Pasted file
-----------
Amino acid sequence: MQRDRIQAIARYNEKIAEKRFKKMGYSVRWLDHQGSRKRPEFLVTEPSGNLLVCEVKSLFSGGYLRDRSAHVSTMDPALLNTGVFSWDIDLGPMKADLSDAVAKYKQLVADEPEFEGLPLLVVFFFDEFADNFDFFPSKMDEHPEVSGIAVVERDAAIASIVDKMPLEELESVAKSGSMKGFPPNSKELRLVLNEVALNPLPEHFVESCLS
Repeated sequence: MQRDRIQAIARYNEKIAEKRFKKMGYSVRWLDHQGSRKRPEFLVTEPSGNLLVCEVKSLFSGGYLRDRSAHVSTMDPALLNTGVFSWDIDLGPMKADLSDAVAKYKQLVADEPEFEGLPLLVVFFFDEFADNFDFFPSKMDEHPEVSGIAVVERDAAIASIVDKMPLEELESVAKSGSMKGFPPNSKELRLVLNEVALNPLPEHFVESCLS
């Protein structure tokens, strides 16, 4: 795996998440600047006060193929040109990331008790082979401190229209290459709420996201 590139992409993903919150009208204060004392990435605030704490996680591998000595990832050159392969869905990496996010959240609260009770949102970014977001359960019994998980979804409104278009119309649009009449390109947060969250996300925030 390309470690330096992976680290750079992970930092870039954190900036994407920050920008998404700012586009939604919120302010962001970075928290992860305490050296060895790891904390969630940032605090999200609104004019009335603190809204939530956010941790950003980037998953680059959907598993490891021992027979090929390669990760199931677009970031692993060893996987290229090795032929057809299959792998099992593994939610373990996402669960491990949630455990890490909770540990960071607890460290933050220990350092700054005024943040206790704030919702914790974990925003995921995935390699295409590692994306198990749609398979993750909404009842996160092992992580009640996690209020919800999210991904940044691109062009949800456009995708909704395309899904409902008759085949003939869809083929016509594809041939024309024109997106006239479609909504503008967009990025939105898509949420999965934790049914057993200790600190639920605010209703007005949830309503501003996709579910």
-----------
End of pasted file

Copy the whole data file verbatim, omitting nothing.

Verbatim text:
Amino acid sequence: MQRDRIQAIARYNEKIAEKRFKKMGYSVRWLDHQGSRKRPEFLVTEPSGNLLVCEVKSLFSGGYLRDRSAHVSTMDPALLNTGVFSWDIDLGPMKADLSDAVAKYKQLVADEPEFEGLPLLVVFFFDEFADNFDFFPSKMDEHPEVSGIAVVERDAAIASIVDKMPLEELESVAKSGSMKGFPPNSKELRLVLNEVALNPLPEHFVESCLS
Repeated sequence: MQRDRIQAIARYNEKIAEKRFKKMGYSVRWLDHQGSRKRPEFLVTEPSGNLLVCEVKSLFSGGYLRDRSAHVSTMDPALLNTGVFSWDIDLGPMKADLSDAVAKYKQLVADEPEFEGLPLLVVFFFDEFADNFDFFPSKMDEHPEVSGIAVVERDAAIASIVDKMPLEELESVAKSGSMKGFPPNSKELRLVLNEVALNPLPEHFVESCLS
């Protein structure tokens, strides 16, 4: 795996998440600047006060193929040109990331008790082979401190229209290459709420996201 590139992409993903919150009208204060004392990435605030704490996680591998000595990832050159392969869905990496996010959240609260009770949102970014977001359960019994998980979804409104278009119309649009009449390109947060969250996300925030 390309470690330096992976680290750079992970930092870039954190900036994407920050920008998404700012586009939604919120302010962001970075928290992860305490050296060895790891904390969630940032605090999200609104004019009335603190809204939530956010941790950003980037998953680059959907598993490891021992027979090929390669990760199931677009970031692993060893996987290229090795032929057809299959792998099992593994939610373990996402669960491990949630455990890490909770540990960071607890460290933050220990350092700054005024943040206790704030919702914790974990925003995921995935390699295409590692994306198990749609398979993750909404009842996160092992992580009640996690209020919800999210991904940044691109062009949800456009995708909704395309899904409902008759085949003939869809083929016509594809041939024309024109997106006239479609909504503008967009990025939105898509949420999965934790049914057993200790600190639920605010209703007005949830309503501003996709579910």